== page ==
It's a controversial operation Maricopa County Sheriff Joe Arpaio calls a "crime sweep."
In the course of two nights, sheriff's deputies saturated a West Valley neighborhood claiming to prevent crime and take offenders off the streets.
"Some courts want community outreach," Arpaio said. "I just started it."
Arpaio's office has been under fire for allegedly racially profiling when conducting these "sweeps." Just weeks ago, a judge ordered major changes at the office as a result of the allegations.
However, Arpaio went ahead with another sweep this weekend. After the first night, the sheriff's office racked 22 arrests but most of them were minor drug and traffic violations. The MCSO did not have figures on how many of those arrests were minorities.
Despite the negative perception, Arpaio focused his team's efforts in a neighborhood with a high Hispanic population.
"This is the same neighborhood where one of my detention officers was assassinated," Arpaio said.
Arpaio referenced the death of MCSO jail officer, Jorge Vargas as a major reason for saturating the neighborhood with 150 deputies, posse members and reserves Friday and Saturday nights.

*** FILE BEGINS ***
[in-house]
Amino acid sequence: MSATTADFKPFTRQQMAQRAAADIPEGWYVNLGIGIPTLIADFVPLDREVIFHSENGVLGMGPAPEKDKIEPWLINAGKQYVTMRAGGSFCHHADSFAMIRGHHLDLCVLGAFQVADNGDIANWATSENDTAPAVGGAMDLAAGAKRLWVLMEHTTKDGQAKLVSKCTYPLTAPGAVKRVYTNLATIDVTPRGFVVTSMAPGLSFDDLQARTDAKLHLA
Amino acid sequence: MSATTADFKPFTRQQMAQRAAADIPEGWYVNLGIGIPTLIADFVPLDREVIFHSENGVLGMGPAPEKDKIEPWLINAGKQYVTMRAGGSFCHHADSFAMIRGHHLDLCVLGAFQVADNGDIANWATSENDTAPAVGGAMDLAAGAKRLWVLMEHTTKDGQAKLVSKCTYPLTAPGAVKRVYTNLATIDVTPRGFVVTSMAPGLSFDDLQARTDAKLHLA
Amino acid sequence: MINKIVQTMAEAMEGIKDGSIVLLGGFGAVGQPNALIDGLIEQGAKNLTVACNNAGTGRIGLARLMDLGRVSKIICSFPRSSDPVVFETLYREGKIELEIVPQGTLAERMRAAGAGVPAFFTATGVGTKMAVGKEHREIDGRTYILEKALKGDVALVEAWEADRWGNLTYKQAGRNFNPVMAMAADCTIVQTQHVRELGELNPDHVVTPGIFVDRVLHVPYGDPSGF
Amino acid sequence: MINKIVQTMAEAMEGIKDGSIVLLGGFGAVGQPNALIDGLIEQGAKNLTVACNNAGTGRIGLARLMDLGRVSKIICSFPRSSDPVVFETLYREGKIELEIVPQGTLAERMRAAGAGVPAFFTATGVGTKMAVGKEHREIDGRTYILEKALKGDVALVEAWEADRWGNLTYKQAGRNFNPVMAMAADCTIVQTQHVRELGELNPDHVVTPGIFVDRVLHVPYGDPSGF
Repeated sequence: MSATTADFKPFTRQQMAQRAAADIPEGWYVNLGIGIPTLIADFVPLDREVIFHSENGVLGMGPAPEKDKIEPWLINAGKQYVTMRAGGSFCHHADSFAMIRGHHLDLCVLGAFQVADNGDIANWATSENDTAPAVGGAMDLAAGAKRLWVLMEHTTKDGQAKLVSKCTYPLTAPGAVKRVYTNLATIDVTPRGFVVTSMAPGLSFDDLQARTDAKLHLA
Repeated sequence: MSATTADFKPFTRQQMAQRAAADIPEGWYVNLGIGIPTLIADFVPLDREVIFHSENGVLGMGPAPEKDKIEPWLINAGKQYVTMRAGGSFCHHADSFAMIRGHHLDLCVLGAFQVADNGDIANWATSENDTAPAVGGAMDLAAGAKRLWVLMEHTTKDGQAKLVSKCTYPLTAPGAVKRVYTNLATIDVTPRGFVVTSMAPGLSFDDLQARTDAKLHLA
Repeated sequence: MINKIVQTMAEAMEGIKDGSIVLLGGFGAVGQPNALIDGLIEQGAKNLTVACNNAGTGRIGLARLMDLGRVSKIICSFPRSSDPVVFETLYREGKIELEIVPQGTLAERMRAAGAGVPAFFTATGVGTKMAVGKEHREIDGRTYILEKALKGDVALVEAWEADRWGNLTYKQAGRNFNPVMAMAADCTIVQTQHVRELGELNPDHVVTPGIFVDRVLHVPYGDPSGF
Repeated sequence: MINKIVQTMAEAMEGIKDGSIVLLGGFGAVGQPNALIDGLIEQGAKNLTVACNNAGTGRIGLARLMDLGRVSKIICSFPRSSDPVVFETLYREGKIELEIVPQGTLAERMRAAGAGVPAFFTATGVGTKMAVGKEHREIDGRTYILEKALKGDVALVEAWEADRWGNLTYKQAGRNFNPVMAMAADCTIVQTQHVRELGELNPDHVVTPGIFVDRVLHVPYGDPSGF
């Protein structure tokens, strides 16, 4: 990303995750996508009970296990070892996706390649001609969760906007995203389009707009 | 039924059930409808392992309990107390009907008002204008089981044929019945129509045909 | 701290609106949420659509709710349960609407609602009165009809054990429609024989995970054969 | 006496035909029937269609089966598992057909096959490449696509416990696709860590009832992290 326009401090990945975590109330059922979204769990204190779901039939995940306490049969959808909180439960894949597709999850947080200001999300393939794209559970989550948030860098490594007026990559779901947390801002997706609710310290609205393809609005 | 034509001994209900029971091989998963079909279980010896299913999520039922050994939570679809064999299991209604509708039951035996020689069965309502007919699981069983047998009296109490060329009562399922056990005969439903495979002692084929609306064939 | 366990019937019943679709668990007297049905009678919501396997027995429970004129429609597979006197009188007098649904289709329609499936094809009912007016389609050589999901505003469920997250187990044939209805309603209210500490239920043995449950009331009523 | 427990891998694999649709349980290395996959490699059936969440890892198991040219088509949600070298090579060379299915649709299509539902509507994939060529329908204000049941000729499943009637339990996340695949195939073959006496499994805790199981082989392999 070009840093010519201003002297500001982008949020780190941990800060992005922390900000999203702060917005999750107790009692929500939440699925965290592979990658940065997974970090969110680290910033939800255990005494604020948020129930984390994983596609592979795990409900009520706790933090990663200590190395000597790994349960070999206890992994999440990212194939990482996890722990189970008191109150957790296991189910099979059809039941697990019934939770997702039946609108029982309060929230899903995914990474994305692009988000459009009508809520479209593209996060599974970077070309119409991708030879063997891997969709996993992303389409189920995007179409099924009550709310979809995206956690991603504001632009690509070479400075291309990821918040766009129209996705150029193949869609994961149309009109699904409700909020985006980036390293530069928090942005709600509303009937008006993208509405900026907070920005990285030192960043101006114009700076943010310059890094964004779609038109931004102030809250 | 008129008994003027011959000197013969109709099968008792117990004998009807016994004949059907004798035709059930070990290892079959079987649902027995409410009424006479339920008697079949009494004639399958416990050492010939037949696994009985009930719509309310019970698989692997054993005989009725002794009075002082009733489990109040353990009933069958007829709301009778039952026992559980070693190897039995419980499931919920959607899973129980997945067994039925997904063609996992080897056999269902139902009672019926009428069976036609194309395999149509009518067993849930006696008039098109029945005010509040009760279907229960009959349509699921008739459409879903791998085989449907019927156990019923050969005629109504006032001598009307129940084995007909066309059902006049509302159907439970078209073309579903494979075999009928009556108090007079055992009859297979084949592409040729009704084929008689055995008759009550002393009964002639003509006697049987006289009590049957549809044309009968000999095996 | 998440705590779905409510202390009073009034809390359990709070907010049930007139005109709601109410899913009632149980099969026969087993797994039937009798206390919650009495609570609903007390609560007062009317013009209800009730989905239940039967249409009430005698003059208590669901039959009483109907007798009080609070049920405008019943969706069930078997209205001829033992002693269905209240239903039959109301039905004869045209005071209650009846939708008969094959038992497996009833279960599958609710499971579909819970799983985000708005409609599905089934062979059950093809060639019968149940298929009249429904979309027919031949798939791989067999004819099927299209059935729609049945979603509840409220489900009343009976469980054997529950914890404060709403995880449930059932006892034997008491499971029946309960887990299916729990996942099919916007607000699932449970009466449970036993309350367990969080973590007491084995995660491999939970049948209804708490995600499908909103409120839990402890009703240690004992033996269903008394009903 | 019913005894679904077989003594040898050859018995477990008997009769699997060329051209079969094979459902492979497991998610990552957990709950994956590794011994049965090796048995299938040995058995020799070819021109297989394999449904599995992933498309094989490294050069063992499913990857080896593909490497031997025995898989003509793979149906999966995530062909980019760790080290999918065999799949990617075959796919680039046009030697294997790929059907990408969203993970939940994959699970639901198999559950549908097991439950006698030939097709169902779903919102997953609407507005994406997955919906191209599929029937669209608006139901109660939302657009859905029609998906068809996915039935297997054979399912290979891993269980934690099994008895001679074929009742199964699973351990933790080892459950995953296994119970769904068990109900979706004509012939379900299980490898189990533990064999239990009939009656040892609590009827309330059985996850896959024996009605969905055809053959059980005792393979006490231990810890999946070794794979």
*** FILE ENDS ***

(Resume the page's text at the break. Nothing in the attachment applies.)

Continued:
CBS 5 News followed some deputies on Saturday night, watching for any questionable techniques deputies may use to target offenders. However, each stop CBS 5 witnessed had clear reasons for it.
For example, deputies pulled over a vehicle without its headlights on. Then, minutes later, another vehicle driven by a Hispanic woman was spotted doing an illegal U-turn directly in front of a law enforcement officer. The woman was cited for driving with a suspended license.
During this confrontation, CBS 5 News asked the woman if she felt "targeted" by the actions of Maricopa County Deputies.
"I think they're just doing their job," she said. "I made a mistake."
However, the crime sweep also sends a different message Sheriff Arpaio said in a one-on-one interview.
"The political aspect is that I'm not backing down," Arpaio said.
The message is pointed to opponents of the sheriff's office as well as the courts mandating more oversight with an appointed monitor. That monitor has not been selected yet.
Despite the legal and community pressures on the sheriff's office, Arpaio says he's going to continue to conduct controversial operations.
"I'm a elected constitutional sheriff," Arpaio said. "No one is going to take away my authority I have under the constitution."
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